But timing is tight. Celestial mechanics dictate that a Uranus mission will have to be launched in 2031 or 2032 to reach Jupiter at the right time to exploit it for a gravity assist. This leaves Nasa with a decade to design the probe, raise the $4bn (£3.3bn) or more that will be needed to build it, complete its construction and then launch it on its 13-year voyage. Given these pressures, and the widespread interest in exploring the ice giants, the project will almost certainly involve the participation of other organisations, such as the European Space Agency.
Most ideas for the mission envisage a main craft that would orbit Uranus, survey the planet while occasionally swinging near some of the its moons and rings for close inspection. A companion probe could also be dropped into the Uranian atmosphere to study its composition.
Apart from finding evidence that might explain why ice giants are common around other stars, the mission would aim to solve many other mysteries about Uranus. Why is the planet so cold, and why is its axis of rotation tilted sideways, almost into the plane of its orbit round the sun, a phenomenon that means its north and south poles lie where most other planets have their equators?
“One theory is that a very large object – a huge asteroid perhaps – hit Uranus some time in the past and knocked it over,” says physicist Prof Patrick Irwin of Oxford University. “Such an event would also explain another strange feature about Uranus: it appears to have almost no internal heat left over from its formation – making it the coldest planet in the solar system.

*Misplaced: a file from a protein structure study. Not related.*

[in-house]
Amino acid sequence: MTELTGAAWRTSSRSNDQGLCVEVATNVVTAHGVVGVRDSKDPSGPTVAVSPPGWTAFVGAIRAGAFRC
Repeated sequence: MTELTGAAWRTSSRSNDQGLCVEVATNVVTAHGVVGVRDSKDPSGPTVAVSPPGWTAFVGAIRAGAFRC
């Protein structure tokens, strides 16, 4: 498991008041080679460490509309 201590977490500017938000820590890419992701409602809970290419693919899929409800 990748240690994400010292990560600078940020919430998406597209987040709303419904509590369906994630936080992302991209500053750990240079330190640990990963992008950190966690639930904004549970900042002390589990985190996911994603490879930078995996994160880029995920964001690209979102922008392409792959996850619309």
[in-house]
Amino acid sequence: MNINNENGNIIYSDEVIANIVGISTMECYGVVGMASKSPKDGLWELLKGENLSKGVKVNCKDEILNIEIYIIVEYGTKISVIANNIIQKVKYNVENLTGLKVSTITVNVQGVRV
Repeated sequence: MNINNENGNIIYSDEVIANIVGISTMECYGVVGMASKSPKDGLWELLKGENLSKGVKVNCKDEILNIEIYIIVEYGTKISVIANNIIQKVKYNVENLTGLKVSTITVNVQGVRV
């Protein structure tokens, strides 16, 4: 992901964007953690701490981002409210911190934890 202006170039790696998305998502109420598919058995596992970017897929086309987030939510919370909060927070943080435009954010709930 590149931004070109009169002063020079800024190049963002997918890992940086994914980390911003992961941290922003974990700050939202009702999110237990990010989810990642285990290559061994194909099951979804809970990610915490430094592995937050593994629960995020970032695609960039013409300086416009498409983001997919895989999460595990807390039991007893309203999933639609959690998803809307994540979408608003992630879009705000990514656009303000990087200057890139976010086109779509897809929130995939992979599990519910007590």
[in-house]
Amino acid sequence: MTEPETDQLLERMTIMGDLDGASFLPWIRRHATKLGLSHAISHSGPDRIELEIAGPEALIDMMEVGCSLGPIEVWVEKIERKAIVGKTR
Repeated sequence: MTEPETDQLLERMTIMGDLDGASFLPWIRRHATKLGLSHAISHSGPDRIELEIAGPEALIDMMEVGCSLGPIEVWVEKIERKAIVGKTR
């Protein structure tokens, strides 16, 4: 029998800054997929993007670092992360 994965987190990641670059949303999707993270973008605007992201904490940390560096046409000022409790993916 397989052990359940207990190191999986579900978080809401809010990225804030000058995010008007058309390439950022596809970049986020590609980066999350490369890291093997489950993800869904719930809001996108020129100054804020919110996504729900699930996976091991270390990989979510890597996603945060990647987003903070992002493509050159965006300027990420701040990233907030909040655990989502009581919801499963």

“Jupiter, Saturn and even Neptune still have some internal heat and emit more energy into space than they gather from the sun. But not Uranus. All its internal heat seems to have disappeared, possibly because that huge impact turned it inside out so that its hot internal contents ended up on the outside and its heat quickly radiated away into space. We need a probe to resolve issues like these.”
It remains to be seen if Nasa can act quickly enough to build and launch a mission as complex as the one needed to study Uranus. Many astronomers are nervous about the tightness of the timetable – although there is one ray of light. In 2011, the National Academy of Sciences published its last decadal survey and urged Nasa that for the next 10 years it should concentrate first on a mission to Mars to start collecting rocks for return to Earth, and second on a probe that would be sent to Europa, the icy moon of Jupiter, to see if it might harbour life. A decade later, the US robot rover Perseverance has already begun the former task, while Nasa’s Europa Clipper is to launch in 2024. “That shows these deadlines can be met and that gives us hope,” says Fletcher.